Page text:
See the press release about it, by Stop the Great Lakes Nuclear Dump.

The following media covered this story:

The Times Herald

National Post

Nuclear News

Michigan Radio

The Voice


Michael Lewis: Many Trump Appointees Are Uninterested In The Agencies They Head Up [Including DOE!]

As reported by NPR's program, Fresh Air:

The Moneyball author is writing a series of articles for Vanity Fair about President Trump's picks to lead federal agencies — and the consequences of those appointments.

Show host Terry Gross introduces the interview:

This is FRESH AIR. I'm Terry Gross. You might know our guest, journalist Michael Lewis, from some of his books, such as "Moneyball" and "The Big Short," both of which were adapted into movies. Lewis has spent a lot of this year exploring the ways the Trump administration is changing the federal government at the ground level.

Lewis has spoken to many career employees of the departments of energy and agriculture. He says they found Trump appointees ill-prepared for the jobs they have and uninterested in the work of the departments they're running. In a series of articles for Vanity Fair, Lewis reports that the consequences of such ill-informed leadership could be troubling in areas as critical as maintenance of the nation's nuclear arsenal and managing nuclear waste, both functions of the Energy Department. Lewis spoke to FRESH AIR's Dave Davies about his series and about his latest book, "The Undoing Project," which is now out in paperback. (emphasis added)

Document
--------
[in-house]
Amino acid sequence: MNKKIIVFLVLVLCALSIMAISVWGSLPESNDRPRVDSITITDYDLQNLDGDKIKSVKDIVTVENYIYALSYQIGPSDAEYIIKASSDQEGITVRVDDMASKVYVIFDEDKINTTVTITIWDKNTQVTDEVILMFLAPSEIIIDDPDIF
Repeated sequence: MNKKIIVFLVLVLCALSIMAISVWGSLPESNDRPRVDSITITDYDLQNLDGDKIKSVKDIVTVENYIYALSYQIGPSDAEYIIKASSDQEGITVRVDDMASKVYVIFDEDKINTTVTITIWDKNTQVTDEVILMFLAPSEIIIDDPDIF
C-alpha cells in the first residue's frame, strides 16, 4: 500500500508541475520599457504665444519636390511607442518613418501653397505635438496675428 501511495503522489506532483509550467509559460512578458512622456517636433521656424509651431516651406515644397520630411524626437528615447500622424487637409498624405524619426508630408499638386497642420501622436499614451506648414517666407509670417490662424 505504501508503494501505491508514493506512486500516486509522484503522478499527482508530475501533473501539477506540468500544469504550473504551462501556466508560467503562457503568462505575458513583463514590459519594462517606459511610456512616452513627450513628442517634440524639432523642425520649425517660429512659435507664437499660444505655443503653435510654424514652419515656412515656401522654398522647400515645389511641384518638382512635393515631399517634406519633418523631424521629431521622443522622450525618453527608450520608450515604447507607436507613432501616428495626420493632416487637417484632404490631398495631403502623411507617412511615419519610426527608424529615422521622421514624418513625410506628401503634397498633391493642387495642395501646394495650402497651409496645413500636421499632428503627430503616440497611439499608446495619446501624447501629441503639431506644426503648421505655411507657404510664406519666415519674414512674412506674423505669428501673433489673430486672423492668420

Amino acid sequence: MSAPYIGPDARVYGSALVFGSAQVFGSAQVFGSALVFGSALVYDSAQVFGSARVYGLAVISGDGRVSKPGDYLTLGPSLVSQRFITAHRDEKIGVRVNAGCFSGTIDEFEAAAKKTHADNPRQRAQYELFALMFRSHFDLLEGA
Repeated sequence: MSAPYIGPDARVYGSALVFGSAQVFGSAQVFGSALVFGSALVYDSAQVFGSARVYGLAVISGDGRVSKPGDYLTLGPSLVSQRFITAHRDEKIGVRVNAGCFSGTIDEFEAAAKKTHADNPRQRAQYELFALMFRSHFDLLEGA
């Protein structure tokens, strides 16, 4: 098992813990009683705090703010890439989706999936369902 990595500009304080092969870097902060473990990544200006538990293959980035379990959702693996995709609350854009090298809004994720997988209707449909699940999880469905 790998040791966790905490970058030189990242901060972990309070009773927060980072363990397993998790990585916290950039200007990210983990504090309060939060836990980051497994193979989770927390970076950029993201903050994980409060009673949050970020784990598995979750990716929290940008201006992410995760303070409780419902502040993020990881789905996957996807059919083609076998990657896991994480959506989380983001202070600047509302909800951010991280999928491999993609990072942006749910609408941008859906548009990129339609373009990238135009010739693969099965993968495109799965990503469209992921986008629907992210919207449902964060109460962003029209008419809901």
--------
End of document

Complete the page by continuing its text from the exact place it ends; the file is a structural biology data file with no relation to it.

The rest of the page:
(See Michael Lewis's July 26, 2017 Vanity Fair article, "Why the Scariest Nuclear Threat May Be Coming from Inside the White House.")


120 groups urge U.S. House of Representatives members to oppose H.R. 3053, the 2017 Nuclear Waste Policy Amendments Act